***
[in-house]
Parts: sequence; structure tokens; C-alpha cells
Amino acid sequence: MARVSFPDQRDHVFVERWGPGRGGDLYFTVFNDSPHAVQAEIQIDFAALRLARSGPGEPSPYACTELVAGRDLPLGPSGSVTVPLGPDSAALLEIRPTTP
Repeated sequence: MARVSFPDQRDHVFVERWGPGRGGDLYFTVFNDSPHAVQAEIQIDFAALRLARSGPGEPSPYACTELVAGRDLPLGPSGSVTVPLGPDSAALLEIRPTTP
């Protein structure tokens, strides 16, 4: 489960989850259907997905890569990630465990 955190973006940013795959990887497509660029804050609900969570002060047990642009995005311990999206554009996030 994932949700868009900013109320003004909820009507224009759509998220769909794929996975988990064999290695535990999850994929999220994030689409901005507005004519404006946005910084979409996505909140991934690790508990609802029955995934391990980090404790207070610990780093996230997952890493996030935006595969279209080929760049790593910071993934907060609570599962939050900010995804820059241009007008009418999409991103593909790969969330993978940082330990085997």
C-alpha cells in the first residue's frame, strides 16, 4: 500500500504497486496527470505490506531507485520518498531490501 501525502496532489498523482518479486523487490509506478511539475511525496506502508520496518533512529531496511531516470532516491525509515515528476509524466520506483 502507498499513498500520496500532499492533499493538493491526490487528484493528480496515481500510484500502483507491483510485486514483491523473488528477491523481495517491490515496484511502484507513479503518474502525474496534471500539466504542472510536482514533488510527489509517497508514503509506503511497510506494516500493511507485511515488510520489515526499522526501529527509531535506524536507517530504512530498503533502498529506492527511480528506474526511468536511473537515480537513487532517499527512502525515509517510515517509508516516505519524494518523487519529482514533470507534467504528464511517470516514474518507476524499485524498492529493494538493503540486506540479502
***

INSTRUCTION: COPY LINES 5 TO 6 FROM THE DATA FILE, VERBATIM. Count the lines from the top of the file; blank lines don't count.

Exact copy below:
């Protein structure tokens, strides 16, 4: 489960989850259907997905890569990630465990 955190973006940013795959990887497509660029804050609900969570002060047990642009995005311990999206554009996030 994932949700868009900013109320003004909820009507224009759509998220769909794929996975988990064999290695535990999850994929999220994030689409901005507005004519404006946005910084979409996505909140991934690790508990609802029955995934391990980090404790207070610990780093996230997952890493996030935006595969279209080929760049790593910071993934907060609570599962939050900010995804820059241009007008009418999409991103593909790969969330993978940082330990085997």
C-alpha cells in the first residue's frame, strides 16, 4: 500500500504497486496527470505490506531507485520518498531490501 501525502496532489498523482518479486523487490509506478511539475511525496506502508520496518533512529531496511531516470532516491525509515515528476509524466520506483 502507498499513498500520496500532499492533499493538493491526490487528484493528480496515481500510484500502483507491483510485486514483491523473488528477491523481495517491490515496484511502484507513479503518474502525474496534471500539466504542472510536482514533488510527489509517497508514503509506503511497510506494516500493511507485511515488510520489515526499522526501529527509531535506524536507517530504512530498503533502498529506492527511480528506474526511468536511473537515480537513487532517499527512502525515509517510515517509508516516505519524494518523487519529482514533470507534467504528464511517470516514474518507476524499485524498492529493494538493503540486506540479502